More than 450,000 Americans will suffer fatal heart attacks this year – most within an hour of experiencing their first symptoms. When it comes to treating heart attacks, Princeton Medical Center (PMC) is on-call around the clock to provide emergency angioplasty – a critical lifesaving procedure – conveniently close to home.
When every second counts, trust PMC for the prompt, quality care you require.
Our program uses state-of-the-art technology to locate and open blocked vessels and restore blood flow to the heart. At PMC, treatment is provided by a special team of board certified interventional cardiologists and nurses.
Emergency angioplasty is a procedure to open clogged arteries in response to a heart attack. Performed by PMC’s interventional cardiologists, emergency angioplasty quickly increases the flow of blood and oxygen through blocked arteries without the need for invasive heart surgery.
The potentially life-saving procedure is performed by making a small incision in the groin area and guiding a catheter and an inflatable balloon catheter that is positioned to the affected artery. A stent, or mesh tube, is usually inserted to keep the opening intact. By quickly locating and treating the site of the blockage, emergency angioplasty reduces the damage to heart muscle and helps the heart function better in the future.
Timing is critical, and reducing the time between patients' arrival in PMC's Center for Emergency Care and the emergency angioplasty procedure ("door-to-balloon" times) can have dramatic effects on patient outcomes. With the LIFENET Cardiac Care System, which transmits EKG data to Emergency Department physicians and staff while patients are in transit to the hospital, our board certified emergency physicians and interventional cardiologists are prepared to initiate this critical, lifesaving service even more promptly.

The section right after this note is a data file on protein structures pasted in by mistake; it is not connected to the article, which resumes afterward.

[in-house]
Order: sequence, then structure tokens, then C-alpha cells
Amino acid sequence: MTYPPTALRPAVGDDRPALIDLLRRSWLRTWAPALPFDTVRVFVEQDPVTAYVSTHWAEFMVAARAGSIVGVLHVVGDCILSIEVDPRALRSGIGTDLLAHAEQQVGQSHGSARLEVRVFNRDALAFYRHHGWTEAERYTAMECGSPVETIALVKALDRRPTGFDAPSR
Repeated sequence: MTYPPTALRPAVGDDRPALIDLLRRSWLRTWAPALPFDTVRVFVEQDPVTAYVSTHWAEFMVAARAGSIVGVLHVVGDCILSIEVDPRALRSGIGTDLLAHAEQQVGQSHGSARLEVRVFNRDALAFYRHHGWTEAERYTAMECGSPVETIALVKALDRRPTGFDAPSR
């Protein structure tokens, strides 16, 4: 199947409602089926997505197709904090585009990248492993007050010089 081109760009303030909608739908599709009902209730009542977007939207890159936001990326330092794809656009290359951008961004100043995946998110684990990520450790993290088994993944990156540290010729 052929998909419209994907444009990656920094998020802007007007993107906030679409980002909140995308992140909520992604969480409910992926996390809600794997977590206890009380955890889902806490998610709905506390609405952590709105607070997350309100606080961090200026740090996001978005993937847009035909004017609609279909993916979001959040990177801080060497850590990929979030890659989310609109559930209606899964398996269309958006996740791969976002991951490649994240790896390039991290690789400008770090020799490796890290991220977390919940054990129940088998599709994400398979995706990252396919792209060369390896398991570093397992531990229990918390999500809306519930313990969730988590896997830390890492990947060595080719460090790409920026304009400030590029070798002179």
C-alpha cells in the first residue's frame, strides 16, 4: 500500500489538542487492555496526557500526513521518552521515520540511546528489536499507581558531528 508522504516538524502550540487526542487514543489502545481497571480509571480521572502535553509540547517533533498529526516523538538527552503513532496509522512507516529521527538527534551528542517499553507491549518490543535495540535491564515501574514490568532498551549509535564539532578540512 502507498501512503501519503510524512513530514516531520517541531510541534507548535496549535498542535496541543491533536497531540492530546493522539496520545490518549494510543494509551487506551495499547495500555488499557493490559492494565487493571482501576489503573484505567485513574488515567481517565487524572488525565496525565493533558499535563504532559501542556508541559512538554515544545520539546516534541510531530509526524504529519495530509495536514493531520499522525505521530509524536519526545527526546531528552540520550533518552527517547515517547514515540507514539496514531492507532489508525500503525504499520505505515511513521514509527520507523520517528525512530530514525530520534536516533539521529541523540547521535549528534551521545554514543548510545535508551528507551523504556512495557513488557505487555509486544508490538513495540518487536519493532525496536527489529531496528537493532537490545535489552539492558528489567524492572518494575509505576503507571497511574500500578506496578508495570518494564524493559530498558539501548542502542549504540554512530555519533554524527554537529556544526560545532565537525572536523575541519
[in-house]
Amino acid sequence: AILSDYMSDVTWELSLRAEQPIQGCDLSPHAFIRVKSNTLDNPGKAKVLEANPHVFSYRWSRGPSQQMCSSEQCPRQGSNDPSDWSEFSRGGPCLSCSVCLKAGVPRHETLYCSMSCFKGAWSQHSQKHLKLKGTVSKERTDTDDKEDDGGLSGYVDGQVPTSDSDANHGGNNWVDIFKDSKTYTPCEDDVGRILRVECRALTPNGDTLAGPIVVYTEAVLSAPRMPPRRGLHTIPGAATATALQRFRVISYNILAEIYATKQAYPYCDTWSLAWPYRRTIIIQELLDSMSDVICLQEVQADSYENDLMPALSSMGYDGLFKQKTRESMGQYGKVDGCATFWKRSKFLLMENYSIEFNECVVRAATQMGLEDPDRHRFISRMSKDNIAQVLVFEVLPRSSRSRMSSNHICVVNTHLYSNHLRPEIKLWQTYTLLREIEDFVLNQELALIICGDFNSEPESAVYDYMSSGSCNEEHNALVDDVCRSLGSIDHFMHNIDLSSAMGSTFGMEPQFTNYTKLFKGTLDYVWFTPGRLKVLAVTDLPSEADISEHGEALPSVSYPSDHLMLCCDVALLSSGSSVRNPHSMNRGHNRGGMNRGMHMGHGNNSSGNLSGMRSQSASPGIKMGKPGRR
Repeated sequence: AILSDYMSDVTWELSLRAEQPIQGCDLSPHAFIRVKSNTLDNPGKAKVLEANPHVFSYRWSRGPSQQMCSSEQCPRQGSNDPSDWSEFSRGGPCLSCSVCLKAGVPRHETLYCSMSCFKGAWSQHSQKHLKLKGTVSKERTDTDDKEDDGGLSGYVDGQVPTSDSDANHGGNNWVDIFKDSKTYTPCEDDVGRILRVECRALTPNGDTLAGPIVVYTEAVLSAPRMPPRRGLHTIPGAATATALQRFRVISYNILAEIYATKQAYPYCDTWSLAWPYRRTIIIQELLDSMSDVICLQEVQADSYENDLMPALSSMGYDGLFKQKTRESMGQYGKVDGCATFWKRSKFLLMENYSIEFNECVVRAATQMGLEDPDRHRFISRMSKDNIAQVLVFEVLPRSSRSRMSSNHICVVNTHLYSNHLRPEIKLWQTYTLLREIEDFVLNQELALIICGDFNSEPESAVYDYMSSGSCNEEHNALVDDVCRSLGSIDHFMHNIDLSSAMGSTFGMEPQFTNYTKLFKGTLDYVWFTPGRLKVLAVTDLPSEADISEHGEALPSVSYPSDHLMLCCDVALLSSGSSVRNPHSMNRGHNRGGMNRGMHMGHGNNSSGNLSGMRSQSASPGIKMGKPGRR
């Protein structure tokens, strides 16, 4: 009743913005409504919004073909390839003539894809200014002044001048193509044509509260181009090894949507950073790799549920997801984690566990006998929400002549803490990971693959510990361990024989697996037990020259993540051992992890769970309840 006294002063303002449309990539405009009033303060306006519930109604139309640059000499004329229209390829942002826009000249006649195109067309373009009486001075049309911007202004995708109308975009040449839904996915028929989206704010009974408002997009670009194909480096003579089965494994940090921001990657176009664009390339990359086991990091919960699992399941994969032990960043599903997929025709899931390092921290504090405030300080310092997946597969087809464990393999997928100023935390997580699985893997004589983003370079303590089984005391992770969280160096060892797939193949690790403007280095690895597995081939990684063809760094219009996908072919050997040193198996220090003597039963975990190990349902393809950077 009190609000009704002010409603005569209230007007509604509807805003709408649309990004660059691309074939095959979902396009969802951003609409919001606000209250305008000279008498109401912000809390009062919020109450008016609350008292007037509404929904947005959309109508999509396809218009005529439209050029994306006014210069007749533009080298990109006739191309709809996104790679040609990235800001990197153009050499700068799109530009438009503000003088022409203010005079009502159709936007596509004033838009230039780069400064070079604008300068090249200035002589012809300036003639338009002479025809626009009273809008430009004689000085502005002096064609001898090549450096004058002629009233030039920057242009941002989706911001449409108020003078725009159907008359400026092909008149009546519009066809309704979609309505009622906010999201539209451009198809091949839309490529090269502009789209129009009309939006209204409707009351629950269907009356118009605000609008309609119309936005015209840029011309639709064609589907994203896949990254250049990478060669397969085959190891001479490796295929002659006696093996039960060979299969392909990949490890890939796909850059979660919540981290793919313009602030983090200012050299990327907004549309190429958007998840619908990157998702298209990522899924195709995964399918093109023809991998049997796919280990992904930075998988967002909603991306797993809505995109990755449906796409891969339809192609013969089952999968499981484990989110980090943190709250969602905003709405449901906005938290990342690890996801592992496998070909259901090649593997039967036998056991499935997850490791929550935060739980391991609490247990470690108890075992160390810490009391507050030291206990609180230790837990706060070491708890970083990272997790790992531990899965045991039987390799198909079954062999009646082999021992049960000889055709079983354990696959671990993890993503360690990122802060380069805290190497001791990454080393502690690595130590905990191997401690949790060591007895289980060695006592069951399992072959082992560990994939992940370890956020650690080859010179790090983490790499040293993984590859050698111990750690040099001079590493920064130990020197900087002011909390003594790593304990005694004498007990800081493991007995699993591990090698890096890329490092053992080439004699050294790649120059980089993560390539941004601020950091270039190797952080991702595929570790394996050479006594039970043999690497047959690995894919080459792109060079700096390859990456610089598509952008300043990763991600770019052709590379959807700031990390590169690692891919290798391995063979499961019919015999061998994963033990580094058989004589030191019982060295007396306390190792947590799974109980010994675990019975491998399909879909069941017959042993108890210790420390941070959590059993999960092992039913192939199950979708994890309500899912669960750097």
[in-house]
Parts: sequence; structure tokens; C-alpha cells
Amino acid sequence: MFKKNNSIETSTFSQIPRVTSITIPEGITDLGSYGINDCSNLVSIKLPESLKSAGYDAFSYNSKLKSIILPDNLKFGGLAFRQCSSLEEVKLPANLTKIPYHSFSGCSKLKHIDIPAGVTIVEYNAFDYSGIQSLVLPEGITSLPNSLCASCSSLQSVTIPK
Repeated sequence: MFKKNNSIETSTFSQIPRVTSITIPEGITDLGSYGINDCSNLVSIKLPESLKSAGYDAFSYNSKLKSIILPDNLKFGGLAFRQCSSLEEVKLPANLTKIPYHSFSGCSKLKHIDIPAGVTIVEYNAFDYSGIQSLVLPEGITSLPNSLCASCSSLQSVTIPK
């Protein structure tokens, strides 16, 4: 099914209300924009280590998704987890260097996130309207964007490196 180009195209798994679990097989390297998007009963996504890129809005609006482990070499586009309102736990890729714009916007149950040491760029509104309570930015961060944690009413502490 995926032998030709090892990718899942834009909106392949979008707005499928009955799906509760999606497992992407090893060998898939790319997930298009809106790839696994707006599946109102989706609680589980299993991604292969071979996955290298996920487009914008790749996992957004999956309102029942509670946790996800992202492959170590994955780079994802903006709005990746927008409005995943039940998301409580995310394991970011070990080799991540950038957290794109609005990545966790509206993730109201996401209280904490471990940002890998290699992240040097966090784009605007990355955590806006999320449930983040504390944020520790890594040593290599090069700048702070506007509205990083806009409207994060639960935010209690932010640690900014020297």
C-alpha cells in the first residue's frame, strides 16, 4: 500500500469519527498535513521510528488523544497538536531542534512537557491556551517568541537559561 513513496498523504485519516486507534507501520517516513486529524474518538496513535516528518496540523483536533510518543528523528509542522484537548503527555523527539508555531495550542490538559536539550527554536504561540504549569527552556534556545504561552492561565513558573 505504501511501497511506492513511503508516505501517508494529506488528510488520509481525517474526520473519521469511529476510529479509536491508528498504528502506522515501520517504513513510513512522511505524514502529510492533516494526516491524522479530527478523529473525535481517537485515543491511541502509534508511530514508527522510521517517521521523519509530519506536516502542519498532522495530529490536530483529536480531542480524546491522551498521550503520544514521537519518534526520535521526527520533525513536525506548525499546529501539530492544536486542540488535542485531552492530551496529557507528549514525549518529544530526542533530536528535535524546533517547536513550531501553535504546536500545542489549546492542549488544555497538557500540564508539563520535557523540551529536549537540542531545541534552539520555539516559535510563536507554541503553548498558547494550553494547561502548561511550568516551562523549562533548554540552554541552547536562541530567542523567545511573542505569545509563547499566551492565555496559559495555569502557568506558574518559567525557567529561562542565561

The American Heart Association reports that the need for emergency bypass surgery drops 10-fold following emergency angioplasty. But, if open heart surgery is necessary, PMC has an emergency transport team on site to immediately transfer patients to either University of Pennsylvania Health System in Philadelphia, or Robert Wood Johnson University Hospital in New Brunswick, depending upon what is determined to be in the best interests of the patient.